Dimebag Darrell: Reinventing the Squeal
When Dean Guitars went out of business in 1994, just after Pantera completed Far Beyond Driven, Dimebag started searching for a new company to satisfy his gear needs. He had become a bona fide guitar hero, thanks to the success of Cowboys from Hell, Vulgar Display of Power and Far Beyond Driven, and he needed a steady supply of guitars to use and abuse onstage for Pantera’s frequent arena tours. Former Dean marketing director Del Breckenfeld, who had gone to work for Washburn, was aware of Dimebag’s situation, and he approached Dime about signing an endorsement deal with them. This strategic move set the stage for the introduction of Dimebag’s first signature model guitars.
“Washburn reached out to Dimebag by designing and building a guitar that we thought he would like,” English says. “He also saw that Randall amps were part of the company. Since Dimebag had played a Randall RG-100 from the very beginning, that made the deal more opportunistic for both parties. No other company could offer him both the amps he already played and the guitars that he wanted to make. He also liked the company’s reach. Randall amps were made in the U.S., and Washburn had a U.S. custom shop that made high-end instruments, but we also produced low-cost models overseas and distributed our products all over the world. We gave him the opportunity to reach more people than ever before.”
Dimebag signed a 10-year contract with Washburn International (which later became U.S. Music) in 1994, and he immediately went to work with them on a new Randall amplifier and several guitar designs. Washburn introduced its first Dimebag signature model, the Dime 3, in 1995.
“The Bolt and Blackjack finish versions came first, and then the Slime was next,” English says. “Those guitars became his standard models. We offered both Custom Shop and overseas versions of those guitars to satisfy everybody’s needs. On the Custom side, we offered all kinds of variations on that theme. After those models became successful, we started to move in other directions. The Culprit was entirely his design. Dimebag wanted another body design, and we couldn’t say no. Next we did the Stealth, which was a real winner. He sharpened his metal chops on that one. He wanted to make a weapon that looked like a stealth bomber, with lots of sharp points. We offered that guitar with a variety of cosmetic options, which he always was involved with. He was open to creative input from others, but he always had the final say.”
Dimebag was especially proud of the Stealth model, which he completed in 1999 while recording Reinventing the Steel. “It looks like a Stealth bomber, which is silent but deadly, but this thing is loud and deadly,” he said in a 2000 Guitar World interview. “It has Bill Lawrence pickups, which have some killer harmonics. My Stealth guitar is set up for high squeals, low-end chunk and whammy-bar shit.”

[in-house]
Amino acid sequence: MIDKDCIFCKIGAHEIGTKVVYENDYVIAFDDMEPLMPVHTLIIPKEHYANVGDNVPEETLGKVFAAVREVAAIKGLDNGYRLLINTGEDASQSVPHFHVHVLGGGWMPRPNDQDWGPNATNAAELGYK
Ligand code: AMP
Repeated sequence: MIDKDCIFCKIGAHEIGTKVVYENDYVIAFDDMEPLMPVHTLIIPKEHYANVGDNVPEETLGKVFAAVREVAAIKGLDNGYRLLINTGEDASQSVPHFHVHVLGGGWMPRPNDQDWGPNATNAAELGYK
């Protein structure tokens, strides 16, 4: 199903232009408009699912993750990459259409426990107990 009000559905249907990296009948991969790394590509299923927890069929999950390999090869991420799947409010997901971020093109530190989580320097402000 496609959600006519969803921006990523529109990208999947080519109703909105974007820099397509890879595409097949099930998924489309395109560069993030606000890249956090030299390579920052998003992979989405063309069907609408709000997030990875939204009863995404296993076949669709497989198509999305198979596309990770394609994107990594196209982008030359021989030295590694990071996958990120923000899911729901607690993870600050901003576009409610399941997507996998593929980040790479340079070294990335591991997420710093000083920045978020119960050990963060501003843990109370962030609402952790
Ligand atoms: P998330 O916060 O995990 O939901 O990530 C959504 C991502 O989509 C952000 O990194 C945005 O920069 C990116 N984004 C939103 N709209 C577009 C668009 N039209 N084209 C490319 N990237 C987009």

Another favorite was the Southern Cross model, which was produced in a limited edition of only 100 instruments in 2002. “That guitar rocked,” English says. “It featured a cross inlaid in the top that was made of ebony and abalone. When we were doing the inlay, I thought it would be cool to make a matching cross pendant and include that with the guitar. Dime really liked that idea.”
While the guitar designs came along fast and furious, progress on Dimebag’s signature Randall amplifier was more laborious and drawn out. Dimebag did not sign off on the design of his Warhead amp until 1999, almost five years after Randall engineers started work on the project. The idea behind the Warhead amp was to duplicate the sound of Dimebag’s original rig, which consisted of a Randall RG-100 head, Furman PQ-3 parametric equalizer, MXR Six Band Graphic Equalizer and MXR 126 Flanger/Doubler. Dimebag used the two equalizers in a unique way, cutting a wide midrange frequency curve with the PQ-3, restoring a narrow band of midrange frequencies with the MXR 6-Band EQ and using both to increase the gain going into the amp’s front end, like a distortion pedal. Dime used the MXR 126’s doubler function to thicken his rhythm tones.
“I eventually had to step in and be a mediator on that project,” English says. “Getting the Dime sound was no small feat. He wanted to get rid of all the extra equipment and get his sound from one box. That’s really hard to do. I think we came as close as was humanly possible under those conditions, but I don’t believe that Dime achieved that with us or anyone else. He developed that sound himself, and he had the greatest intentions to get that in an all-in-one package, but I don’t think we nailed it 100 percent.”
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